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Pasto - 6/21/2014, 3:08 PM
I'm hosting a question and answer session in the CBM chat room:

Nice article Doom, thumb.

Nemo is number one for me though...and you might want to edit your article....
FastFlames - 6/21/2014, 3:23 PM
I used to love Dinosaur...
maninfinesuit - 6/21/2014, 3:34 PM
Eh, this editorial is well written, but I feel like the films that are being compared don't have much basis for comparison. I think in order for these films to qualify for 'beating Disney at their own game,' the choices should tackle similar themes and conflicts. There's more to How to Train Your Dragon and Brother Bear than 'bonding with a magical animal.'

At least you have some decent taste in animation.
Wolf38 - 6/21/2014, 3:39 PM
I really like Anastasia a lot. It's a profoundly beautiful film.

My problem with Secret of NIMH is that, regardless of how good it may be on its own terms (which is really all that matters here, granted), it took probably my favorite children's book, Mrs. Frisby and the Rats of NIMH and contorted it with a bunch of mystical subject matter that was not in the book. That bothered me.
Wolf38 - 6/21/2014, 3:41 PM
@maninfinesuit, I kind of agree that the comparisons here are unnecessary. These non-Disney films can stand alone, for the most part.
MexicanSexyman - 6/21/2014, 4:18 PM
Good article. Nothing beats The Lion King for me in animation films.
Klone - 6/21/2014, 4:44 PM
I still laugh at how they simplified to the entire Russian revolution and overthrow of the Tsars to simply Rasputin casting an evil spell.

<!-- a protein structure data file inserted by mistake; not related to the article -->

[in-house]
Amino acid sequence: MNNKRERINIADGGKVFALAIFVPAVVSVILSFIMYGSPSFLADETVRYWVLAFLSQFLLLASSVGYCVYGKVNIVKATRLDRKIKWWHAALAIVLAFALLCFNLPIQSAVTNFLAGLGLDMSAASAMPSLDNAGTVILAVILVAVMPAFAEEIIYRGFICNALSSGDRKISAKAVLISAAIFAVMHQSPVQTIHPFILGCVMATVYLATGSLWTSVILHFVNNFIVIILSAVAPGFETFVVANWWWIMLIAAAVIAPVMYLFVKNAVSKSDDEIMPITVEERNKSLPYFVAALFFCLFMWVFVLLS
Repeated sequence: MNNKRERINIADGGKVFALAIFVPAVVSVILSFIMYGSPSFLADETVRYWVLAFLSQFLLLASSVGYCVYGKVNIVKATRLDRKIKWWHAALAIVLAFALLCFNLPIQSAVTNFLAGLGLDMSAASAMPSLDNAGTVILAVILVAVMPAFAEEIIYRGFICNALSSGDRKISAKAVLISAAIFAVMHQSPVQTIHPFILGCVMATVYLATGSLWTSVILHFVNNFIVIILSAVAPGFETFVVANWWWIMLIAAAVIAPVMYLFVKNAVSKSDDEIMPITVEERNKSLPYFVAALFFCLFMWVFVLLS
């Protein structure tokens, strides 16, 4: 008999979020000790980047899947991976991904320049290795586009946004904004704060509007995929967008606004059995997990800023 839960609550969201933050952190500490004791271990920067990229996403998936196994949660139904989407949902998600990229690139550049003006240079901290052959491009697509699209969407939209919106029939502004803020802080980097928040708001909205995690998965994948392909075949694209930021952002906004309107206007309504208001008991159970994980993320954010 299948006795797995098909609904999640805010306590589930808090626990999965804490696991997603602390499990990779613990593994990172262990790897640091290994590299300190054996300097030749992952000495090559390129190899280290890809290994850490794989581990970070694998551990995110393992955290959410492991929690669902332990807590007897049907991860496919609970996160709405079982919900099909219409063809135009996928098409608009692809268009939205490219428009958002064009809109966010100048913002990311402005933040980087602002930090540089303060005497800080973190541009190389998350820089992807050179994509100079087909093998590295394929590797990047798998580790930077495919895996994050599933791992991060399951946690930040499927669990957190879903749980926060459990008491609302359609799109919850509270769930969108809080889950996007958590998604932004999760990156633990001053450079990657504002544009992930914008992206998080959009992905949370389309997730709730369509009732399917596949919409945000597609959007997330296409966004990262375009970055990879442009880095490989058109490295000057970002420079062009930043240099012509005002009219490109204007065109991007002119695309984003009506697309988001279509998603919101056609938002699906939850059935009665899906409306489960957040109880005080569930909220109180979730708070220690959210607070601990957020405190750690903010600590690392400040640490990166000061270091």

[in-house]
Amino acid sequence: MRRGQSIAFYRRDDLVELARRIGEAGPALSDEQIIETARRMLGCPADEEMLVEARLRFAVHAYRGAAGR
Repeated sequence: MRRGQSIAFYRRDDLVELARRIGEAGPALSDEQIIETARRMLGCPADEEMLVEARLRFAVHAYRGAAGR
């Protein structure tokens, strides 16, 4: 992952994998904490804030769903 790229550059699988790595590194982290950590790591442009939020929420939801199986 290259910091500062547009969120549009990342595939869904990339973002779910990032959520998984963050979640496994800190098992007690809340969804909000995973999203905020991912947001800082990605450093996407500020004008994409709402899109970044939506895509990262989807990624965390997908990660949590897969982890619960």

pesmerga44 - 6/21/2014, 4:58 PM
How to Train Your Dragon was amazing and I loved it completely. To me it was the better movie over Toy Story 3 in 2010. Coincidentally I also loved HTTYD 2 as well but that is neither here nor there. Secret of Nimh and Prince of Egypt are probably two of my favorite animated films of all time. Prince of Egypt is a great film and the brother relationship between Moses and Rameses is great. Lastly Land Before Time scene where Littlefoot's mother dies is so much sadder then the famous Bambi's mom's death for two reasons. 1. Littlefoot is indirectly the cause of his mom's death since he was out screwing around with Sara when he should have been at home and he was there at her side watching her die. 2nd unlike Bambi the next scene we see Littlefoot in a few of the stages of grief depression over her death and actually blaming her for dieing. Unlike in Bambi the scene directly after his mom's death is this scene...